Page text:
Torchwood CoE reaction (spoilers)

I couldn’t manage to keep my resolve of not watching part #5, so I finally watched it on iPlayer.  In my usual indecisive way, I’m in two minds about it.

On the one hand, considered on its own and as a series finale and full stop, I thought it was an improvement on #4.  At least the Jack/Ianto relationship was acknowledged as being so important that Jack was broken at Ianto’s death, and could not go on.  Considering how many relationships he must have had over his years in Torchwood, that was a serious acknowledgement of how important Ianto was.  As, of course, was his ‘no, I’ve changed my mind, take the rest of the world, but not him!’ in episode #4.

I can easily imagine that that is what the writers were talking about when they said the fans would be happy about how the J/I relationship goes in this season.

And after Clem’s ‘so, the man who sent me and my friends to die, can’t die himself?’ question, I thought it was appropriate that Jack proved he was a hero.  He can’t die, but he can do what nobody else in the world seems willing to do – sacrifice his own children to save everyone else’s.  Every other person in the show is content to let other people’s kids die as long as their own are saved.  Jack gets to prove that he can make a more ultimate sacrifice even than dying for the sake of the human race.  (It’s a shame no-one asked Stephen.  Maybe he would have consented.)

So yes, on the one hand Jack finally acts like a hero, plus the loss of Ianto breaks Jack as nothing before has done.  And as a ‘no more Torchwood after this, chaps’ ender, it seems almost like the best that could have been hoped for.

On the other hand, if I consider it in its context of being just about the only mainstream TV show in which the hero is in a significant gay relationship, then I’m hugely dissatisfied.  Ianto dying plays into too many ‘dead gay’ tropes, reinforces too many old messages that we thought TW was immune to.  And ‘Ianto is so special because when he dies Jack can’t go on,’ is not in any way preferable to ‘Ianto and Jack save the world and Jack actually acknowledges his feelings while Ianto is alive and can benefit from them!’

I feel that in a way the J/I relationship had been slowly and tentatively evolving through the programme from ‘comfort shag’ to ‘maybe a couple’, and this storyline copped out at the point where ‘maybe a couple’ would have become ‘actually a couple.’  It somehow seems designed to stop the story before the programme ever reaches the point of having a main romantic couple who are both guys.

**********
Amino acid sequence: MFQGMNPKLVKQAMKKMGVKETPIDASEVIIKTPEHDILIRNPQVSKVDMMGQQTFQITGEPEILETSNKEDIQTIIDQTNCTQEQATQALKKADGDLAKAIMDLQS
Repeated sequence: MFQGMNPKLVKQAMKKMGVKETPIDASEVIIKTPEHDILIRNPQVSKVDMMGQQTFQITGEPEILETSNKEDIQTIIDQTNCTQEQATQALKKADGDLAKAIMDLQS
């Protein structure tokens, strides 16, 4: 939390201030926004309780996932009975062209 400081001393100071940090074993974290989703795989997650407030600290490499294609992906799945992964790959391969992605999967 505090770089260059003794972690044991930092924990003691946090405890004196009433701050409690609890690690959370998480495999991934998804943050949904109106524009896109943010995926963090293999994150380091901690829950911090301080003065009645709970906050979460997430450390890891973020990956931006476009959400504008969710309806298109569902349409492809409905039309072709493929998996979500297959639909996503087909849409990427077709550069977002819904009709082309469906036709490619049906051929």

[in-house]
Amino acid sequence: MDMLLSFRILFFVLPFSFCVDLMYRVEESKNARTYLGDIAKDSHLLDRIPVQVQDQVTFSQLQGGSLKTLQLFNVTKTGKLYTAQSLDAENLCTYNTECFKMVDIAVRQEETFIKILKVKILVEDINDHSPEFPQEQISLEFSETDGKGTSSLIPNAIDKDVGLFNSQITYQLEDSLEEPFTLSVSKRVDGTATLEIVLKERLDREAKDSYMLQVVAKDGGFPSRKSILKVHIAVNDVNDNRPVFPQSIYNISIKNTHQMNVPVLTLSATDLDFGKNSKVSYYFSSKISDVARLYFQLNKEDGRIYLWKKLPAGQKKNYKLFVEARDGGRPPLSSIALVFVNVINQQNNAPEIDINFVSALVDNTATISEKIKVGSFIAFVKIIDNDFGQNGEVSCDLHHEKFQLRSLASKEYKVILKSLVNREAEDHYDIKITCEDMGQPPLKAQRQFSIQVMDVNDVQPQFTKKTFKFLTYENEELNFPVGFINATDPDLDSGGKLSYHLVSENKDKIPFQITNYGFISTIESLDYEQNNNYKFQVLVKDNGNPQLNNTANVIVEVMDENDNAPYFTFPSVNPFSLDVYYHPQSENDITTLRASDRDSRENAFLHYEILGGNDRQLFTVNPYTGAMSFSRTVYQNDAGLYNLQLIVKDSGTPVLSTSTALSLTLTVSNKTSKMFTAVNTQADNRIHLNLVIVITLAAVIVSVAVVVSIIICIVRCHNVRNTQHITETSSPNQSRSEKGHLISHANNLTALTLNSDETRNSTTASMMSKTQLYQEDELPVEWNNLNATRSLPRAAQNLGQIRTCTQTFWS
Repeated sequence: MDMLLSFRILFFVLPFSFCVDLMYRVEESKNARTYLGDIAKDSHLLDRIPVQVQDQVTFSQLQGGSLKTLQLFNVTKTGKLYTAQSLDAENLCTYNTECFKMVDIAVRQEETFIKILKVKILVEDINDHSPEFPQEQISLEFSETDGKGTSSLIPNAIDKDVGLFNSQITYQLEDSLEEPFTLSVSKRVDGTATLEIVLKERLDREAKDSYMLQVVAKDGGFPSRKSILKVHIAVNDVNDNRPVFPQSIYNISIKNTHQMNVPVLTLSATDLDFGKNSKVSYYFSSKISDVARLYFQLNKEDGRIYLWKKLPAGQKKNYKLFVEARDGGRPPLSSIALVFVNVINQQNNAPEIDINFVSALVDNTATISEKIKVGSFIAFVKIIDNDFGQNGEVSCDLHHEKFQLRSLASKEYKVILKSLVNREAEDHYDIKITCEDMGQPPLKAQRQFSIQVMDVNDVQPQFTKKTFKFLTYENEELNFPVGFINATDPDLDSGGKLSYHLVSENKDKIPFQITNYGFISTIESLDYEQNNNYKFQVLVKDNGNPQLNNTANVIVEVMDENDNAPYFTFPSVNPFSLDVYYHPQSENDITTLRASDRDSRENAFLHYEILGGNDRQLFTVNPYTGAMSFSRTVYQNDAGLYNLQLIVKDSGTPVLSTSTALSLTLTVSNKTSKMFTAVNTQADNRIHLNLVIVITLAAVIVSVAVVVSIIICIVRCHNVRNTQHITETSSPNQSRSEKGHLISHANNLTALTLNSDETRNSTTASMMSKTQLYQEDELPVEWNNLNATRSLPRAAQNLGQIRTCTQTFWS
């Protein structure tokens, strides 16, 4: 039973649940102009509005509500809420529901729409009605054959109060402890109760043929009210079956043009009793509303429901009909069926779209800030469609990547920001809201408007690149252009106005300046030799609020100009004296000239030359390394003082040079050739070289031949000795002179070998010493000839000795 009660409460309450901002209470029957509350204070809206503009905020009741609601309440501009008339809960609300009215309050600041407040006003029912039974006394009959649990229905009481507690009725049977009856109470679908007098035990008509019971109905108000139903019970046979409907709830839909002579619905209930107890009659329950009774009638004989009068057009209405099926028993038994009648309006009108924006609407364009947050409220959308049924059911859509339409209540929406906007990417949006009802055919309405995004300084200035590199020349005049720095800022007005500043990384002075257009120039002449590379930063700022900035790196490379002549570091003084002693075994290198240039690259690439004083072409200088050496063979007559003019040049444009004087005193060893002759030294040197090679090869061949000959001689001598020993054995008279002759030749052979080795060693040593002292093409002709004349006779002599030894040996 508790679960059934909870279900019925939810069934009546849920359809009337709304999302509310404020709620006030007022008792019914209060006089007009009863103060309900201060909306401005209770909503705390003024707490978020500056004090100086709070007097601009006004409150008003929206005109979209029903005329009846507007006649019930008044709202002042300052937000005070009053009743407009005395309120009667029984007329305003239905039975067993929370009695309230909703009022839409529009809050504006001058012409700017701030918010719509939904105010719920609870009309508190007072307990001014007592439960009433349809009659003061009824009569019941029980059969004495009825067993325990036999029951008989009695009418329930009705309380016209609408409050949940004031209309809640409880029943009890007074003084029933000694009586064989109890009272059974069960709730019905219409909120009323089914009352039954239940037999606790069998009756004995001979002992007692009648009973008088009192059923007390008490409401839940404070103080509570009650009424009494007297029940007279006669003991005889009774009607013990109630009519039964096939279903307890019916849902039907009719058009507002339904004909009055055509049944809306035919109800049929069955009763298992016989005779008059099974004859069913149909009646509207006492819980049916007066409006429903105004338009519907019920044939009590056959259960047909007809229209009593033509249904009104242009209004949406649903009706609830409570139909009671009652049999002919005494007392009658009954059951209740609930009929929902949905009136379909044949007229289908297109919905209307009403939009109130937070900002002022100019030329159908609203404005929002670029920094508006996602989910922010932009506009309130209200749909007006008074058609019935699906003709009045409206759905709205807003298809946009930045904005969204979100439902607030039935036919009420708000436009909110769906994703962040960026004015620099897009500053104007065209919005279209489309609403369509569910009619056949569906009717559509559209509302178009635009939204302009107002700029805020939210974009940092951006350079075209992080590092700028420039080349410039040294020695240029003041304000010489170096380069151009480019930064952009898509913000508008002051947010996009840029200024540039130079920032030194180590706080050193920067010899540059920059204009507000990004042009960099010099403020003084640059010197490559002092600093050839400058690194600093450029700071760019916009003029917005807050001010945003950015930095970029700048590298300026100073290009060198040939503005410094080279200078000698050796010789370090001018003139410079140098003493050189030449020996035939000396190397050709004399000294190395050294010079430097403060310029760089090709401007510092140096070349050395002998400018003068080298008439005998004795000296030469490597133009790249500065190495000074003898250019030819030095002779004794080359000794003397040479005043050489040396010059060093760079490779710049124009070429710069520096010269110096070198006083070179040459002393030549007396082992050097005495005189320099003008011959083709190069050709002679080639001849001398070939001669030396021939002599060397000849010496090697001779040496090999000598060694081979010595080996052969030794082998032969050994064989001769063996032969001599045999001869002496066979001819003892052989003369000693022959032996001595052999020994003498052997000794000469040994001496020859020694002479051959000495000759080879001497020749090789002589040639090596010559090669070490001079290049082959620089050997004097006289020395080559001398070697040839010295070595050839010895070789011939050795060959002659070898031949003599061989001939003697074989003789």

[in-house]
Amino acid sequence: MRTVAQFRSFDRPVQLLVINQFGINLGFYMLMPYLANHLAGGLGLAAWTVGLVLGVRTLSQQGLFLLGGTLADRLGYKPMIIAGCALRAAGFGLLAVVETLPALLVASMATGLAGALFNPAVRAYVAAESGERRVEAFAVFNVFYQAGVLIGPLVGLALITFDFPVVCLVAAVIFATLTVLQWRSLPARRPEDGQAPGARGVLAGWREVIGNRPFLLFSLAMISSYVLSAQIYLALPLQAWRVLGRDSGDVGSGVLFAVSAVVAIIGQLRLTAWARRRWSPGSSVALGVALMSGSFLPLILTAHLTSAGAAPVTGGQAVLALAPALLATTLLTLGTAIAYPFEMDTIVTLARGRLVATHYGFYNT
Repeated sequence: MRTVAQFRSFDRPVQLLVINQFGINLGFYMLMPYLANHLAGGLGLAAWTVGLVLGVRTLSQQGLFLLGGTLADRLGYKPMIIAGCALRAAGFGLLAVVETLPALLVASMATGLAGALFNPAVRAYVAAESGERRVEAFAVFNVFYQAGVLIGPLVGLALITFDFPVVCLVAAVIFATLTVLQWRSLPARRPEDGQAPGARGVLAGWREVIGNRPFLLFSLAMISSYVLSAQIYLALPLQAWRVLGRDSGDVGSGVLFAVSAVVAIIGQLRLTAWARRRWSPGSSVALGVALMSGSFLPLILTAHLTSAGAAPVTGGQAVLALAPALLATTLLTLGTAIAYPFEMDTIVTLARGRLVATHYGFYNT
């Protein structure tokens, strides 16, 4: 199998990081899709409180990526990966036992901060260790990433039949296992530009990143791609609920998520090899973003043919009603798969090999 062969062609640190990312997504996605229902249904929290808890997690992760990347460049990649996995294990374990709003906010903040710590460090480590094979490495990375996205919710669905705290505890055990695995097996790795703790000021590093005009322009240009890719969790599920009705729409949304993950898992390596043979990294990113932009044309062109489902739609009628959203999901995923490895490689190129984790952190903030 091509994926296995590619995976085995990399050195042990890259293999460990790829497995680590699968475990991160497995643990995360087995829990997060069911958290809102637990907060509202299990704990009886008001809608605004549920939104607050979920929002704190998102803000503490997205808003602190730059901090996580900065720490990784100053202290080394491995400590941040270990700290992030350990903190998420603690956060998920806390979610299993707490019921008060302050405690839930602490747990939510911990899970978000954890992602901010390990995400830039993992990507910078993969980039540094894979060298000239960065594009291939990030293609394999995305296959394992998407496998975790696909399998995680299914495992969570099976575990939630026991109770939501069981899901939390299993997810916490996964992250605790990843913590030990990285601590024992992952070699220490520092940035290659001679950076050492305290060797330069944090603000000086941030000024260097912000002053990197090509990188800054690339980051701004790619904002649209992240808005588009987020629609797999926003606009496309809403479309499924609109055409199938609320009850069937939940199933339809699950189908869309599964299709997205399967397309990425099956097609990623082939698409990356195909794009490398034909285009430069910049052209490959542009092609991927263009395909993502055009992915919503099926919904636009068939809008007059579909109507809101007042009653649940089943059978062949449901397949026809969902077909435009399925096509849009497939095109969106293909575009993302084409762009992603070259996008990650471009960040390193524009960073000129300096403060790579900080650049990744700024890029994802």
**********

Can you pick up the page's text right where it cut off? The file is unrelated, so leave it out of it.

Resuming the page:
It’s as though they were playing with the idea, but they didn’t have the courage to actually do it, so they killed Ianto off rather than allowing the relationship ever to arrive at the committed partnership stage, which Gwen and Rhys had been at for over a series.  And that’s so disappointing for a programme that had seemed so progressive and ground breaking.

So from an inner story point of view I quite liked it.  From an outer meta pov, I found it hugely disappointing.

And I still think that Ianto deserved better than getting refrigerated just to show how much Jack loved him.  Jack’s been married before – to Estelle – so he’s clearly done the couple thing before.  Why not with Ianto?  If he’s willing to sacrifice the world to save Ianto, it makes no sense that he couldn’t even say ‘I love you’ when the man was dying in his arms…

Re the Debenhams thing, I liked it.  Ianto has always been ferociously introverted, secretive and private, and Gwen trying to pull that ‘oh, he talked about you all’ thing was painfully insincere, and deserved a good slap down.  Ianto’s always been a bit of an international man of mystery, so I like that we don’t know much more about him now than we did when the series started.  We don’t need to, after all.  Actions speak louder than words, and anyone who can pull off rescue-by-bulldozer must be seriously awesome 🙂

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refashionista
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refashionista
7 years 1 month ago
I just finished watching the series last night and was left in a similar place. I, too, feel Jack gets to be the hero after all — sacrificing his children for the safety of Earth's children — but he's still a bit of a bastard in that he doesn't ask Stephen or his daughter, nor does he comfort Stephen at all when the child is obviously freaked out. Some of this could be explained away as "Ianto's dead, ergo Jack's broken" but Jack was always a bit broken and distant from his emotions. I think it is his self-defense mechanism… Read more »
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